A PUSH to lift farm safety standards to match the mining industry is set to receive a $15,000 boost from the state government.
The funds will be used to further develop a farm injury prevention alliance, which was formed earlier in the year.
As a key player in the alliance the WA Health Department agreed to commit $15,000 to bolster the efforts of the group.
Further monetary contributions were expected from the Agriculture Department, with hopes figures would reach as much as $70,000.
Key alliance member and Farmsafe WA chair Tony Hiscock said poor funding and general disparity among groups had hampered farm safety in the past.
But financial backing for the alliance would ensure a more targeted approach.
Mr Hiscock said mining safety expert Pat Gilroy had been selected to lead the group, which would benefit moves to lift standards to match those of the mining sector.
"Mr Gilroy has a belief, as I do that, farm injury prevention can go as far as mining in time," he said.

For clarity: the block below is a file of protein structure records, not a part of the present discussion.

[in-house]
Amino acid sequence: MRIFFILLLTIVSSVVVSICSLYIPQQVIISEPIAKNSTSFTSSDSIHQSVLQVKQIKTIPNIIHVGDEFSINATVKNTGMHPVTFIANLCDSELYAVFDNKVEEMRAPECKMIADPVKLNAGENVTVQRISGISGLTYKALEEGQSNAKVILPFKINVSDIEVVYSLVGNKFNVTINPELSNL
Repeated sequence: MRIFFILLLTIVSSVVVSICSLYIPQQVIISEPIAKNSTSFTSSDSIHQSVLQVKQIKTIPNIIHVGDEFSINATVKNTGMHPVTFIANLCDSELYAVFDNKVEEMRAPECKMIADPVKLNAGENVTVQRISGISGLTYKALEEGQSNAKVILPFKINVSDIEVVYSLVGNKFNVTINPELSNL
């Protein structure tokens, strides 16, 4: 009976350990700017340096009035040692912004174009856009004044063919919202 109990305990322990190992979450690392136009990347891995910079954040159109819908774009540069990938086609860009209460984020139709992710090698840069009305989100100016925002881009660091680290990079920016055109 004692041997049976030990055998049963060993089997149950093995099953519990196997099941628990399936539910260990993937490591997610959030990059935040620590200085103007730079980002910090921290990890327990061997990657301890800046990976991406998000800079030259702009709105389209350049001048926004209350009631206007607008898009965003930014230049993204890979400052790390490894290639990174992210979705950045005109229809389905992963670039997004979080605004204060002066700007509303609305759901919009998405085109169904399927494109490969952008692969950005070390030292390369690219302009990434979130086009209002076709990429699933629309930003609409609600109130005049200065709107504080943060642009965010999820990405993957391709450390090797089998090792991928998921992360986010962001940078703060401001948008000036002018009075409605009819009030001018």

The endorsement of an advisory committee to the Worksafe Commission was also expected to increase safety efforts, and ultimately empower farmers to determine their own safety regulations.
The committee would consist of 17 members from groups including WAFarmers, Pastoralists and Graziers Association, Country Women's Association, Australian Workers' Union, Health Department, Agriculture Department, among others.
The WA farm safety alliance would operate to deliver programs under policy and safety strategy direction of the advisory committee.
Mr Hiscock said the advisory committee was likely to dissolve within three years, making the farm safety alliance the new peak body.
It would allow industry to drive its own safety agenda.
"We have to make sure the industry takes up ownership," he said.
"Then we'll have the mandate to make changes that we need."